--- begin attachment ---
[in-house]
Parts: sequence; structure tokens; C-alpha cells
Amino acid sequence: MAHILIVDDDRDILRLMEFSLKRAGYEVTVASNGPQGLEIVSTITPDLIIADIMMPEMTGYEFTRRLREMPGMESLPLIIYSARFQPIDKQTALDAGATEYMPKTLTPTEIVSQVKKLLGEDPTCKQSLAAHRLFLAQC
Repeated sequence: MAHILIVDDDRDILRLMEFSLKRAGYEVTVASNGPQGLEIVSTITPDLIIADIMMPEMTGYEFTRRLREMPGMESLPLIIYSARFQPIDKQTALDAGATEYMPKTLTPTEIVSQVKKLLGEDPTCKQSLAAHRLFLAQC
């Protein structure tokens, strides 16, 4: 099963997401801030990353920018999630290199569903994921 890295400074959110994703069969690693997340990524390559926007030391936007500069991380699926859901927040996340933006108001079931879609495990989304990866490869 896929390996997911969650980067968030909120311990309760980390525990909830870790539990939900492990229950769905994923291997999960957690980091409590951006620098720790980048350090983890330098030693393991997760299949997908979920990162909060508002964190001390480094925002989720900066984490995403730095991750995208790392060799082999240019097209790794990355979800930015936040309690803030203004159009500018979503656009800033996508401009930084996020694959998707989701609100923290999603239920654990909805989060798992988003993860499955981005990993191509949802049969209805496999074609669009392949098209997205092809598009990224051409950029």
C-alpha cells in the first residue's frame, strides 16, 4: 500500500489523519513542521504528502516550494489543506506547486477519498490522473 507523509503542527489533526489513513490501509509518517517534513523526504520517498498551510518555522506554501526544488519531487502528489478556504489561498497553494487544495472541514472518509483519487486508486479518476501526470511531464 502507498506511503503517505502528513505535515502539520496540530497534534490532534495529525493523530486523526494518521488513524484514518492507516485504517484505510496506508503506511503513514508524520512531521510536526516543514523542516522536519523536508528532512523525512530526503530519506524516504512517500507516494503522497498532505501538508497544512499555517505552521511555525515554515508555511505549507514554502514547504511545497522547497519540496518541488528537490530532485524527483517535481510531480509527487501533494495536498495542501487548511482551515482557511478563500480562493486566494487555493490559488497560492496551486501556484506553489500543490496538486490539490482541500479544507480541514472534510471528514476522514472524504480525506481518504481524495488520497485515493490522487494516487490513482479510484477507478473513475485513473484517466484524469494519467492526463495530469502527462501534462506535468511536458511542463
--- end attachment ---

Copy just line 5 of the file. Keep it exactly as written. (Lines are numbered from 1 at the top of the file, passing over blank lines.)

């Protein structure tokens, strides 16, 4: 099963997401801030990353920018999630290199569903994921 890295400074959110994703069969690693997340990524390559926007030391936007500069991380699926859901927040996340933006108001079931879609495990989304990866490869 896929390996997911969650980067968030909120311990309760980390525990909830870790539990939900492990229950769905994923291997999960957690980091409590951006620098720790980048350090983890330098030693393991997760299949997908979920990162909060508002964190001390480094925002989720900066984490995403730095991750995208790392060799082999240019097209790794990355979800930015936040309690803030203004159009500018979503656009800033996508401009930084996020694959998707989701609100923290999603239920654990909805989060798992988003993860499955981005990993191509949802049969209805496999074609669009392949098209997205092809598009990224051409950029």